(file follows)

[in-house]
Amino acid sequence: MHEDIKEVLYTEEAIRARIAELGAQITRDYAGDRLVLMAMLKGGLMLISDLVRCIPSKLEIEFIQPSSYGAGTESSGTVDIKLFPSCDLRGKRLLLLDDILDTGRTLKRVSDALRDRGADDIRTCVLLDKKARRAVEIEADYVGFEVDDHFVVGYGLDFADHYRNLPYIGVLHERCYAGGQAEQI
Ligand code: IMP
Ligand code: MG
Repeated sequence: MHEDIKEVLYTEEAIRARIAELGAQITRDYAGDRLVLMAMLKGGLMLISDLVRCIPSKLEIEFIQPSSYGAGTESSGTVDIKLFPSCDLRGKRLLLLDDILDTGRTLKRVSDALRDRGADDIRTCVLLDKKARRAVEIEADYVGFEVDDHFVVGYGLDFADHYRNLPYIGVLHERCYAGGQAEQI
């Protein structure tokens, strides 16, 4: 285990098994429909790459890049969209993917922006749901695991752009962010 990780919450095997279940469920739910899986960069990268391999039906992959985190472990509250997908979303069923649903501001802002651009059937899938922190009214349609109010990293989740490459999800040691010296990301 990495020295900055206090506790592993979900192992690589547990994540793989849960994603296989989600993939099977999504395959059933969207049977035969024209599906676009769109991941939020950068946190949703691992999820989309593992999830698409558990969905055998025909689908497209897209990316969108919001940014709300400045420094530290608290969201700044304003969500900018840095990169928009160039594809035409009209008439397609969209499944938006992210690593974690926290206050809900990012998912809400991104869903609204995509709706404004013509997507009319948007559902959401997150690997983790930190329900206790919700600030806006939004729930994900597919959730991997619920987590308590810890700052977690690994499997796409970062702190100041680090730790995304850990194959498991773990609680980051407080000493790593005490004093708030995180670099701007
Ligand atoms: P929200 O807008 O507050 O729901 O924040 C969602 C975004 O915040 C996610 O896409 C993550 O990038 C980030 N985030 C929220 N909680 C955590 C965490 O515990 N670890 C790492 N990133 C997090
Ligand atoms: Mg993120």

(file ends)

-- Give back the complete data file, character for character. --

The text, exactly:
[in-house]
Amino acid sequence: MHEDIKEVLYTEEAIRARIAELGAQITRDYAGDRLVLMAMLKGGLMLISDLVRCIPSKLEIEFIQPSSYGAGTESSGTVDIKLFPSCDLRGKRLLLLDDILDTGRTLKRVSDALRDRGADDIRTCVLLDKKARRAVEIEADYVGFEVDDHFVVGYGLDFADHYRNLPYIGVLHERCYAGGQAEQI
Ligand code: IMP
Ligand code: MG
Repeated sequence: MHEDIKEVLYTEEAIRARIAELGAQITRDYAGDRLVLMAMLKGGLMLISDLVRCIPSKLEIEFIQPSSYGAGTESSGTVDIKLFPSCDLRGKRLLLLDDILDTGRTLKRVSDALRDRGADDIRTCVLLDKKARRAVEIEADYVGFEVDDHFVVGYGLDFADHYRNLPYIGVLHERCYAGGQAEQI
């Protein structure tokens, strides 16, 4: 285990098994429909790459890049969209993917922006749901695991752009962010 990780919450095997279940469920739910899986960069990268391999039906992959985190472990509250997908979303069923649903501001802002651009059937899938922190009214349609109010990293989740490459999800040691010296990301 990495020295900055206090506790592993979900192992690589547990994540793989849960994603296989989600993939099977999504395959059933969207049977035969024209599906676009769109991941939020950068946190949703691992999820989309593992999830698409558990969905055998025909689908497209897209990316969108919001940014709300400045420094530290608290969201700044304003969500900018840095990169928009160039594809035409009209008439397609969209499944938006992210690593974690926290206050809900990012998912809400991104869903609204995509709706404004013509997507009319948007559902959401997150690997983790930190329900206790919700600030806006939004729930994900597919959730991997619920987590308590810890700052977690690994499997796409970062702190100041680090730790995304850990194959498991773990609680980051407080000493790593005490004093708030995180670099701007
Ligand atoms: P929200 O807008 O507050 O729901 O924040 C969602 C975004 O915040 C996610 O896409 C993550 O990038 C980030 N985030 C929220 N909680 C955590 C965490 O515990 N670890 C790492 N990133 C997090
Ligand atoms: Mg993120």